Farm Saved Seed rules, eligible species for payment and how to declare and make payments online.

Introduction

If you are a grower or farmer, you may use seed that you have saved for your own use to grow and harvest a crop - this is known as Farm Saved Seed (FSS).

Under section 9 of the Plant Varieties Act 1997, farmers must declare all their use of FSS and pay for their use of eligible varieties. These payments support continued investment in improved varieties, bred for UK conditions.

This guide explains which FSS species are eligible for payment, and how growers and farmers can ensure they have complied with the FSS rules. It also explains how to declare and make payments for FSS online.

Plant breeders’ rights

Plant breeding has vastly improved the yield, quality and performance of agricultural crops in the UK. It remains a vital industry to keep Great Britain internationally competitive.

Plant breeders’ rights give the breeder legal rights over the plant varieties they have developed and allow them to charge royalties for using these ‘protected’ varieties. If you are a breeder, this can provide funding for your work.

In the UK, PBR are administered by the Plant Variety Rights Team in Cambridge which is part of the Animal and Plant Health Agency (APHA).

FSS is seed planted on a farmer’s own land using seed harvested from their own holding. Your ‘own holding’ may have more than one farm, as long as all holdings are managed as the same business. By law, you cannot market, purchase, transfer or give seed from one business to another for subsequent re-planting.

See the guide on plant breeders’ rights (PBR).

How to comply with the FSS rules

You must declare all your use of FSS to the British Society of Plant Breeders (BSPB) and pay remuneration on eligible varieties.

The legal requirement to declare applies whether the seed has been processed or taken straight from the barn.

If you receive an FSS declaration request from the BSPB, you are legally obliged to make a declaration to provide them with the specified information set out in Regulation 3 of the Plant Breeders’ Rights (Farm Saved Seed) (Specified Information) Regulations 1998. You may do this using the BSPB declaration form or by other appropriate means.

Cereals

Under the Plant Varieties Act 1997, farmers must declare and pay for all eligible varieties of FSS they use to the BSPB.

The BSPB collects royalties on FSS from growers for the following cereals:

  • oats
  • barley
  • triticale
  • wheat

However, the BSPB and the UK farming unions have agreed that you do not need to pay for the genuine use of certain older varieties as FSS. These formerly zero-rated varieties now qualify for a 100 per cent instant refund:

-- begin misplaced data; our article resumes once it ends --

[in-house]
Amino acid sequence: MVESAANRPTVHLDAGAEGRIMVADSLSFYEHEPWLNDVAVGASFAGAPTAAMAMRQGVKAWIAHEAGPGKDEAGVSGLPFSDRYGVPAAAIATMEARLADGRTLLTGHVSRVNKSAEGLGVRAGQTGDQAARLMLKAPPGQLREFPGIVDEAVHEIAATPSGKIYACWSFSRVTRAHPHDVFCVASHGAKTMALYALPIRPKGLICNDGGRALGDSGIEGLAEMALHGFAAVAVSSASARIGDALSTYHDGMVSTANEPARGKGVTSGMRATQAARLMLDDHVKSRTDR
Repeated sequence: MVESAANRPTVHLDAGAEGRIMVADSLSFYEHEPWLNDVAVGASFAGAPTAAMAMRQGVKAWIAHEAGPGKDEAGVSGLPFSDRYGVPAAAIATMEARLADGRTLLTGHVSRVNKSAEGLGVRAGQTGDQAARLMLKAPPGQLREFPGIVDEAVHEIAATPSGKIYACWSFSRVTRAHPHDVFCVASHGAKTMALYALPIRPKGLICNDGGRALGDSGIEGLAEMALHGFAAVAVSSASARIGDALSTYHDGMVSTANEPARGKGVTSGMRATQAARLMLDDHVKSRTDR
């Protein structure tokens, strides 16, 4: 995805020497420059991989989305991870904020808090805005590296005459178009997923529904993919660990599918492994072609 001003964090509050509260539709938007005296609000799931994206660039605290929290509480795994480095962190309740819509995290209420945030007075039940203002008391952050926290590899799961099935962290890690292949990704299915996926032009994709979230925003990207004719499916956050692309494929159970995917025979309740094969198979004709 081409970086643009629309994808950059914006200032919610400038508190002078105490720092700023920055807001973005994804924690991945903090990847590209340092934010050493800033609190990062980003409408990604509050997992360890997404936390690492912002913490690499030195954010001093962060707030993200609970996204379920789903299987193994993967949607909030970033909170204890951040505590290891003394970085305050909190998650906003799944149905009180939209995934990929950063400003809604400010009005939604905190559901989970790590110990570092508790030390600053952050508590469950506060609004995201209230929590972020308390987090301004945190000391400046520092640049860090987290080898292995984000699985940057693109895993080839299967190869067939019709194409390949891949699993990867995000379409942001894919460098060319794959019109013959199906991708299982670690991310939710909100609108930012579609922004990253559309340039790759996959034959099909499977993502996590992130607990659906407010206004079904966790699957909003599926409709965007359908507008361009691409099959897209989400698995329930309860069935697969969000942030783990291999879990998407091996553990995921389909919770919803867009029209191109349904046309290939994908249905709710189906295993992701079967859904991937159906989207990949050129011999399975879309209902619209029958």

• chariot (19/12/2015)
  • soissons (1/5/2015)

This refund is subject to verification of the variety’s identity.

See the BSPB website for information on payment rates and eligible varieties for combinable crops.

Certification, marketing, packaging and labelling of cereal seed

If you produce and/or market cereal seed, your seed must be certified by APHA before it can be marketed. If you attempt to market seed that has not been certified, you could face legal action.

To be certified, the seed must be a variety on the UK National List or in the European Community Common Catalogue. Your crop must also be inspected and a sample from your seed lot must be tested. NIAB deals with all the applications for seed certification. You must lodge a crop inspection report with NIAB within one month of receiving it.

You must be registered with APHA before you can market seed covered by the cereal seed regulations. Packages of seed must be properly sealed and labelled, usually by a licensed seed sampler.

See the guide on National Listing of agricultural and vegetable crops.

Fodder plants

Under the Plant Varieties Act 1997, farmers must declare and pay for all eligible varieties of FSS they use to the BSPB.

The BSPB collects royalties on FSS from growers for these fodder plants:

  • yellow lupin
  • field pea
  • field bean

Fodder plant seeds marketing

Your seed must be officially certified by the APHA seed team, if you produce and/or market these fodder seeds in England:

  • fine grasses including annual meadowgrass, brown top, creeping bent grass, festulolium, red fescuse, red top, wood meadowgrass and similar
  • fodder grasses including Alaska brome-grass, cocksfoot, hybrid ryegrass, meadow fescue, tall oatgrass, Timothy and similar
  • small seeded legumes including Alsike clover, birdsfoot trefoil, lucerne, red clover, sainfoin and similar
  • large seeded legumes including blue lupin, field bean, field pea, hairy vetch, yellow lupin and similar
  • crucifers including fodder kale, fodder radish and swede

Your seed will be certified if it meets these conditions:

  • listing - the seed must be a variety or a hybrid on the UK National List or European Community Common Catalogue
  • crop inspection - your crop must be inspected and must meet prescribed crop conditions
  • seed testing - a sample from your seed lot must be tested and must meet prescribed seed conditions

It is permitted to market certain combinations of fodder plant seeds and other species, but you need to be registered to market certified seed. All certified seed, including mixtures, must be packaged, sealed and officially labelled in line with the regulations. APHA maintains a record of all registered seed mixtures and preservation mixtures.

You could face legal action if you do not comply with the regulations.

Oil and fibre plants